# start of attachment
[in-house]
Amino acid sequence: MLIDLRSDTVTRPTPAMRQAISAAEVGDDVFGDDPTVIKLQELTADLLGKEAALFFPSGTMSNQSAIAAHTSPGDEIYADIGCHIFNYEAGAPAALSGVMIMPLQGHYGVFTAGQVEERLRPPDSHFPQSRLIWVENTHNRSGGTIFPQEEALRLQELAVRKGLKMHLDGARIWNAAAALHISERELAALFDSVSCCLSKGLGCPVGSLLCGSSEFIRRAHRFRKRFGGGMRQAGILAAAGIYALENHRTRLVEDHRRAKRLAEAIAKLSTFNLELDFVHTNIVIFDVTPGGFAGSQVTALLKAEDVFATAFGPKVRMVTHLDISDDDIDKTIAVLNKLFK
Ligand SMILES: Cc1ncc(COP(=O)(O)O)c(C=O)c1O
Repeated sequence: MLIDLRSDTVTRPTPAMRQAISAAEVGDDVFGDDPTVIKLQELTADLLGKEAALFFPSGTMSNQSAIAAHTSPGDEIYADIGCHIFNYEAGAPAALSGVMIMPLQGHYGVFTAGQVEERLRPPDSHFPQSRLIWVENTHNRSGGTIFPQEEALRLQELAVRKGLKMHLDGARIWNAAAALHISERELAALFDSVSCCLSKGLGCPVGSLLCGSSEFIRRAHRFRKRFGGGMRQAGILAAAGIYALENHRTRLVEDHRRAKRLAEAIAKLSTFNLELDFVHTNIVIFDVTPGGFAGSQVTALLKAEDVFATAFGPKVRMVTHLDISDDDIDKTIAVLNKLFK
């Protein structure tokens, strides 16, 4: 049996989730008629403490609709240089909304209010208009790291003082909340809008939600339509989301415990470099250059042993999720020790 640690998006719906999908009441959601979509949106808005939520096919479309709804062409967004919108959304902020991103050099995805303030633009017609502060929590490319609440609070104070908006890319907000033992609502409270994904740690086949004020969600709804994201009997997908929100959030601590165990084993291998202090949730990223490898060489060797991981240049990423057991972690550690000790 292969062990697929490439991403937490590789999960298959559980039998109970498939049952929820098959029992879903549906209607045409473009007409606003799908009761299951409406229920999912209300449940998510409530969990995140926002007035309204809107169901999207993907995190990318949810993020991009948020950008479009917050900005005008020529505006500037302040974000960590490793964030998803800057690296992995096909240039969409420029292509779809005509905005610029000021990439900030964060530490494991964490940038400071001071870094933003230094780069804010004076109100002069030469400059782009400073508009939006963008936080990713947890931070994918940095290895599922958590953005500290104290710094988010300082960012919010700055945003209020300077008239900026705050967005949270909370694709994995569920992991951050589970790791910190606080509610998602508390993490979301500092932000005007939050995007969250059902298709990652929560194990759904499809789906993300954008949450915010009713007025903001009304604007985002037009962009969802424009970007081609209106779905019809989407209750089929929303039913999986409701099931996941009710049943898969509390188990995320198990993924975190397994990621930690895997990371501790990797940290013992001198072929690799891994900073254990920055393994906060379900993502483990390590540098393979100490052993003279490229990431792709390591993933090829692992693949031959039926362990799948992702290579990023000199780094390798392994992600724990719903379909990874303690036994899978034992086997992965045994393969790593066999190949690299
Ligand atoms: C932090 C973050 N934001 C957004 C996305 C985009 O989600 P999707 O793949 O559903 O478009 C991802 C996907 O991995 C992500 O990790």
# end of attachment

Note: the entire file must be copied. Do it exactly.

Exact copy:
[in-house]
Amino acid sequence: MLIDLRSDTVTRPTPAMRQAISAAEVGDDVFGDDPTVIKLQELTADLLGKEAALFFPSGTMSNQSAIAAHTSPGDEIYADIGCHIFNYEAGAPAALSGVMIMPLQGHYGVFTAGQVEERLRPPDSHFPQSRLIWVENTHNRSGGTIFPQEEALRLQELAVRKGLKMHLDGARIWNAAAALHISERELAALFDSVSCCLSKGLGCPVGSLLCGSSEFIRRAHRFRKRFGGGMRQAGILAAAGIYALENHRTRLVEDHRRAKRLAEAIAKLSTFNLELDFVHTNIVIFDVTPGGFAGSQVTALLKAEDVFATAFGPKVRMVTHLDISDDDIDKTIAVLNKLFK
Ligand SMILES: Cc1ncc(COP(=O)(O)O)c(C=O)c1O
Repeated sequence: MLIDLRSDTVTRPTPAMRQAISAAEVGDDVFGDDPTVIKLQELTADLLGKEAALFFPSGTMSNQSAIAAHTSPGDEIYADIGCHIFNYEAGAPAALSGVMIMPLQGHYGVFTAGQVEERLRPPDSHFPQSRLIWVENTHNRSGGTIFPQEEALRLQELAVRKGLKMHLDGARIWNAAAALHISERELAALFDSVSCCLSKGLGCPVGSLLCGSSEFIRRAHRFRKRFGGGMRQAGILAAAGIYALENHRTRLVEDHRRAKRLAEAIAKLSTFNLELDFVHTNIVIFDVTPGGFAGSQVTALLKAEDVFATAFGPKVRMVTHLDISDDDIDKTIAVLNKLFK
């Protein structure tokens, strides 16, 4: 049996989730008629403490609709240089909304209010208009790291003082909340809008939600339509989301415990470099250059042993999720020790 640690998006719906999908009441959601979509949106808005939520096919479309709804062409967004919108959304902020991103050099995805303030633009017609502060929590490319609440609070104070908006890319907000033992609502409270994904740690086949004020969600709804994201009997997908929100959030601590165990084993291998202090949730990223490898060489060797991981240049990423057991972690550690000790 292969062990697929490439991403937490590789999960298959559980039998109970498939049952929820098959029992879903549906209607045409473009007409606003799908009761299951409406229920999912209300449940998510409530969990995140926002007035309204809107169901999207993907995190990318949810993020991009948020950008479009917050900005005008020529505006500037302040974000960590490793964030998803800057690296992995096909240039969409420029292509779809005509905005610029000021990439900030964060530490494991964490940038400071001071870094933003230094780069804010004076109100002069030469400059782009400073508009939006963008936080990713947890931070994918940095290895599922958590953005500290104290710094988010300082960012919010700055945003209020300077008239900026705050967005949270909370694709994995569920992991951050589970790791910190606080509610998602508390993490979301500092932000005007939050995007969250059902298709990652929560194990759904499809789906993300954008949450915010009713007025903001009304604007985002037009962009969802424009970007081609209106779905019809989407209750089929929303039913999986409701099931996941009710049943898969509390188990995320198990993924975190397994990621930690895997990371501790990797940290013992001198072929690799891994900073254990920055393994906060379900993502483990390590540098393979100490052993003279490229990431792709390591993933090829692992693949031959039926362990799948992702290579990023000199780094390798392994992600724990719903379909990874303690036994899978034992086997992965045994393969790593066999190949690299
Ligand atoms: C932090 C973050 N934001 C957004 C996305 C985009 O989600 P999707 O793949 O559903 O478009 C991802 C996907 O991995 C992500 O990790």